Corey Guilmette ’16 Works to Mitigate Criminal Convictions at Civil Survival

Portrait Corey Guilmette '16 outdoors
Former Liman Fellow Corey Guilmette ’16 works with a nonprofit that organizes people directly impacted by the criminal legal system.

Corey Guilmette ’16 is Managing Director of Legal Services and Operations at Civil Survival, a legal nonprofit based in Washington and led by and for formerly incarcerated individuals. Civil Survival offers reentry legal services alongside organizing, leadership development, and legislative and policy advocacy.

As a 2016 Liman Fellow, Guilmette challenged the discriminatory enforcement of trespass policies at the Public Defender Association in Seattle. There he worked alongside former then-Executive Director Lisa Daugaard ’95, a former Liman Fellow and who is now Co-Executive Director of Purpose. Dignity. Action.

In February 2021, Guilmette and his colleagues saw the potential to reduce the harms of criminal convictions after the Washington Supreme Court in State v. Blake held that the state’s law criminalizing “unintentional, unknowing possession of a controlled substance” was an abuse of the state’s police power and violated “the due process clauses of the state and federal constitution.” Because the decision applied retroactively, many individuals convicted of violating Washington’s drug possession statute were eligible to have their convictions vacated and financial sanctions refunded.

Civil Survival brought a class action lawsuit in King County Superior Court to request relief for all people who fell within the Blake parameters. That lawsuit did not succeed. The court ruled that appropriate means to have a conviction reviewed was not through class action or declaratory relief, but to file individual motions in the court where the conviction occurred.  

“The state has a massive obligation to go through and review every drug possession conviction,” Guilmette said. “Going back as long as those statutes have been in the books — since the 1950s — they all have to be addressed one by one, which is how the state has chosen to address them.”  

Guilmette’s path to law school and a career in criminal law draws inspiration from his experience of having been arrested for marijuana possession when he was 17 and living in upstate New York.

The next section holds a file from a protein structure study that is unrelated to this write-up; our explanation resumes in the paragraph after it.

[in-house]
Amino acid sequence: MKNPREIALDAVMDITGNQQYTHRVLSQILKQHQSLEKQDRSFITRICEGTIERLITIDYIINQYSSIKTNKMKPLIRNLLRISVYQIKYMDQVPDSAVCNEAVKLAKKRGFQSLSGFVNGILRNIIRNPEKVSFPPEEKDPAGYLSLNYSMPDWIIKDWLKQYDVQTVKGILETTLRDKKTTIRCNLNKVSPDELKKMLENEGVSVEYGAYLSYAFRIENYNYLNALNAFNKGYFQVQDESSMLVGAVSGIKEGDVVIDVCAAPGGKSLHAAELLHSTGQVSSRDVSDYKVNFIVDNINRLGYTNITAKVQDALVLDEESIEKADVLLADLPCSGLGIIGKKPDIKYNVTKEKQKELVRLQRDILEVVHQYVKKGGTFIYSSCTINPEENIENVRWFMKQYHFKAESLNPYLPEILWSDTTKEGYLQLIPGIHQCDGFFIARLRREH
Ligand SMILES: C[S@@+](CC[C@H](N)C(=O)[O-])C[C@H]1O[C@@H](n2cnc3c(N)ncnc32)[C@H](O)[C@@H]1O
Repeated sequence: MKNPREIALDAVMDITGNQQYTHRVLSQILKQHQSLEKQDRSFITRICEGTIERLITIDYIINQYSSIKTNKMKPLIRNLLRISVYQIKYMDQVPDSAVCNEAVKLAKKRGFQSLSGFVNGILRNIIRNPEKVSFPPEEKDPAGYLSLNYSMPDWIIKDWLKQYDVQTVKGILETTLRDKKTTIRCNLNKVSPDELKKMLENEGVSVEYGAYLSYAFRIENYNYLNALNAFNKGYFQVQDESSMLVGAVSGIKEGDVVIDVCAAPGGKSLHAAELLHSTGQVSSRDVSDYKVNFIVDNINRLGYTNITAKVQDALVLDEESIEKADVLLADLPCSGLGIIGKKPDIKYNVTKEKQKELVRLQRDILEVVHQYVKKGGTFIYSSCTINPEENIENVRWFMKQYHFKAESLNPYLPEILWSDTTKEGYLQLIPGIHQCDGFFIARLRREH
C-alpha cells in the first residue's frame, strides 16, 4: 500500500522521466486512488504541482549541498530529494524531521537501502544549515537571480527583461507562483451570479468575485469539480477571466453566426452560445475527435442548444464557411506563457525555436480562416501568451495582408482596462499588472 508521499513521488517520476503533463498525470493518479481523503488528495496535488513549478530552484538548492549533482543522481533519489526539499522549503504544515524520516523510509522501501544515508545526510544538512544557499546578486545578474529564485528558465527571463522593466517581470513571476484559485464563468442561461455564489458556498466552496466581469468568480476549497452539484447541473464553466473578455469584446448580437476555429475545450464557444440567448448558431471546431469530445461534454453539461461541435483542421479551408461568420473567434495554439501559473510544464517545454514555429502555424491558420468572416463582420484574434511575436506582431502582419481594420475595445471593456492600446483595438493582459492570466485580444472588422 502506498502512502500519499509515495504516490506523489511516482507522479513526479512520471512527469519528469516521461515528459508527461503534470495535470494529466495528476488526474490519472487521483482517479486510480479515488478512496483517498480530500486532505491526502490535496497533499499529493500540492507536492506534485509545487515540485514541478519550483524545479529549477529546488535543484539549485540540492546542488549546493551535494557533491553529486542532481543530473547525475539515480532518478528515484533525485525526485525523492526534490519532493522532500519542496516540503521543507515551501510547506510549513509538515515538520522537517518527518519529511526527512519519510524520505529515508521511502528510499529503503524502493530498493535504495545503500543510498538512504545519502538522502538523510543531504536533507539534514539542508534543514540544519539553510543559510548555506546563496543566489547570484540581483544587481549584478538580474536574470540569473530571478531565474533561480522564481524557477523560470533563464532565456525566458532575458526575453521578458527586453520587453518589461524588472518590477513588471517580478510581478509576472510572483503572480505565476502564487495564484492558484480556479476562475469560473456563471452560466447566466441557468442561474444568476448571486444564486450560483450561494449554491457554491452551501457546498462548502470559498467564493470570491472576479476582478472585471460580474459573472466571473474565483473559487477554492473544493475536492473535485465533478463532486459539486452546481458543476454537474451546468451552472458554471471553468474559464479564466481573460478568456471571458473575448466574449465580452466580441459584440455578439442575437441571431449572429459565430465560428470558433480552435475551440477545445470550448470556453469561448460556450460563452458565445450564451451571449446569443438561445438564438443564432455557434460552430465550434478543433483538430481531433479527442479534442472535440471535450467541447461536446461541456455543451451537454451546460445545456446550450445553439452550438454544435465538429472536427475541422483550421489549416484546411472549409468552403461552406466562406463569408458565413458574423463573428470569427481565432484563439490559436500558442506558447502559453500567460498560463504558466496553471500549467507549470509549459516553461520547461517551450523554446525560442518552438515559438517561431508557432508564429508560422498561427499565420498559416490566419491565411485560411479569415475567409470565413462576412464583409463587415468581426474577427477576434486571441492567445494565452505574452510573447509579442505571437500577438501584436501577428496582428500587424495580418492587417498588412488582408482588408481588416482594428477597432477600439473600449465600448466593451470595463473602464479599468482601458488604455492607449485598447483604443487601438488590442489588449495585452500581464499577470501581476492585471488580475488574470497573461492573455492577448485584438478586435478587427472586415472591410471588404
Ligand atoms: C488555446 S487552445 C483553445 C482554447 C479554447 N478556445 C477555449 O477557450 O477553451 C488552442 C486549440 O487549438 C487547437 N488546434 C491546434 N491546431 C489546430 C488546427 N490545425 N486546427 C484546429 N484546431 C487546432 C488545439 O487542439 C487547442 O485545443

“I was acutely aware of the privilege I had, being white and in a suburb,” he said. “The arrest could have gotten in the way of my trajectory to college, graduate law school, and achieving some degree of professional and academic success — but it didn’t. My friends, several of whom were people of color, got arrested and it prevented them from going to college. These were friends who had the same academic success I had in high school and were otherwise doing well, but the criminal legal system's involvement got in their way.”

Guilmette’s work allows him to lessen the harms he sees as inherit to the criminal legal system.

“I've always been interested in policing and how the criminal legal system operates to exclude people from opportunity,” Guilmette said. “Civil Survival has allowed me to help people who have been harmed by the criminal legal system to rebuild their lives, whether that's eliminating fines and fees that they're too poor to pay, wiping their criminal record, or a host of other things we do.”

Since joining Civil Survival, Guilmette has helped the organization’s staff grow from three to 16 employees and to add to its programs. Guilmette is proud that, in 2023, Civil Survival’s advocacy successfully persuaded two Washington counties to waive more than $10 million in fines imposed upon people too poor to pay. He is now working to expand Civil Survival’s outreach in communities with large immigrant populations, where people can face the risk of deportation due to erroneous criminal convictions.

“We're excited to go to places like Skagit County, which is a big tulip-producing county in Washington; they do a lot of other farming there, too,” he said. “We're trying to build awareness in that county so we can be in contact with more Latinx immigrants to help them.”

Looking to the challenges and opportunities ahead, Guilmette foresees many more opportunities to use the leadership skills built early in his career.

“I’m glad that I can continue to build an organization with its own approach to dismantling the harms of the criminal legal system,” Guilmette said.